Monthly Archives: November 2010


The first thing that impresses you about Devonshire Road Primary is that it’s a brand-new building shaped rather like beehive!   It is a fantastic building with great facilities some of which were evident as we entered their hall and saw the huge screen that wouldn’t have looked out of place in an IMAX cinema! The hall isn’t used for lunches – it is given over to clubs and activities at lunchtimes with dinners being served in the ‘street’, a wide corridor that runs alongside the hall.

This was the third teachmeet in Blackpool and again attendance levels were high, over 130 people there to lurk enthusiastically or to present for two or seven minutes.  It is great to see the unconference format take off in such a positive way across the town and it is also great to see people travelling a fair few miles to join in the fun, to present, support and encourage as the teachmeet approach becomes an established part of the educational culture in Blackpool.

Many staff attending TMBpool3 were first timers so it is understandable that some of the presenters ran over their allotted times.   The professional, polished presentations from the likes of @simonhaughton @deputymitchell @primarypete and @HGjohn and a virtual presentation from @ianaddison showed just what teachmeets are all about.   Sharp, to the point presentations that quickly and succinctly get their message across, leaving you with ideas and innovations that you can readily follow up, try out, share and develop.   Hopefully their experienced approaches will provide many of those attending with the desire to have a go themselves next time.

It’s great to see teachmeet develop the way it has across Blackpool.   It is providing classroom based practitioners with a real platform to share their best practice and innovative approaches with colleagues.   The sharing of good practice is key to developing as a profession and teachmeets provide a grass roots model of professional development – people who walk the talk.   It is not a hierarchical model, it is based on a ‘floorboards up’ approach that sees those who stand in front of children on a day to day basis share what works and what excites them about teaching and learning.   It is also great to see so many headteachers actively supporting this approach to sharing good practice beyond the class room and staff room, to develop a real collaborative approach, building a real, lateral network across the town. This is the great thing about teachmeets; they provide staff with the opportunity to not only be enthused and motivated about innovative and new ideas but sometimes just reassure themselves what they’re doing is the right thing and others are doing it too!

TMBpool3 was another success and I’m sure the event was a positive experience for everyone who attended. I’m also sure that based on tonight’s experiences many of these teachers will be back at Anchorsholme Primary on February 10 for TMBpool4.   As always huge thanks goes to @mister_jim and @TomSale for their fantastic efforts in selflessly putting together a superb event.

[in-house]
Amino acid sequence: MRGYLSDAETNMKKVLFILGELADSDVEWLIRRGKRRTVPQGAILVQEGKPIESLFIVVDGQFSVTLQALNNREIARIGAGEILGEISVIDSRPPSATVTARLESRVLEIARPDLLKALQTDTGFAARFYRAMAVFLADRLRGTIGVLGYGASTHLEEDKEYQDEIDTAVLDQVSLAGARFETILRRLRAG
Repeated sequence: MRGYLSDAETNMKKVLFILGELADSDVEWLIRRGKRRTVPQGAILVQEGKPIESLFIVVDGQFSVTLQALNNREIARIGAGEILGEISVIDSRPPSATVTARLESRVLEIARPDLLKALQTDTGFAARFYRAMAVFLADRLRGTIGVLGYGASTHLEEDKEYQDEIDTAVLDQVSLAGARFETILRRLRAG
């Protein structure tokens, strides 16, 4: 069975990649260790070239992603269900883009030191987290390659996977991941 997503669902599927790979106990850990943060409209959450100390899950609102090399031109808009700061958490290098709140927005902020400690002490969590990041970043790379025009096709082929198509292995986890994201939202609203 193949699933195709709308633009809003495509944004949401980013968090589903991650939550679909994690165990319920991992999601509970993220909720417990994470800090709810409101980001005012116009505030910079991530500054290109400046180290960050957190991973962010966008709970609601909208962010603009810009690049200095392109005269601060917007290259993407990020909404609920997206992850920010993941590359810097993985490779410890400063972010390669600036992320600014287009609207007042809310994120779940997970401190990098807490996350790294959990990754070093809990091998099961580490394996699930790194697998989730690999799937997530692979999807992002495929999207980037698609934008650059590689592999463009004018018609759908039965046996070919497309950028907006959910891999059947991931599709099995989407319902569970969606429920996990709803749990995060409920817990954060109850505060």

Friendship Trees







To celebrate National Anti Bullying Week this year, we decided to do something a little different.   We always mark this week as it is important that everyone understands what bullying is and what to do about it should it occur, but this year we felt it would be great to turn the week on it’s head and celebrate being great friends and highlight the qualities of friendship.

Our Eco Council met a few weeks ago very keen to do something positive in the school and the idea of planting Friendship Trees came up.   The children were keen to do something that would be long lasting, that they would be able to see when they are grown up to help them remember their time at primary school.   We talked in assembly about how the wooded area would enhance the school grounds and support wildlife.   We talked about how the trees would need careful attention to grow, like a good strong friendship.

The week was devoted to Friendship with the Assembly Committee and the Eco Council leading a whole school assembly on Monday to outline what would be happening over the week.   They explained that the Woodland Trust had donated 500 trees to the school and everyone would be planting a tree with a friend and putting a friendship tag around it.   They showed us all how to successfully plant a tree and what care and attention would need to go into the operation.   Our local high schools and all our parents were invited to come along and a parents’ cafe was opened up for the two days of planting to ensure everyone was well fed and watered – not just the trees! It was great to see our parents turning up in the wind and rain to help the children and it gave the event a really good community feel.   Three of our feeder high schools took up our offer and sent students along to get involved.   Our nursery children came along too and planted trees with the Y6 children helping.  Our local radio station planted a tree and the DJs that came in left friendship messages as well.   The local press came along and our own news team filmed the project from start to finish (their film will be on the blog shortly)  The Eco Council Blog has lots of information about the project at the Assembly Committee have put a wallwisher on their blog asking everyone to add a comment about the qualities of a good friend.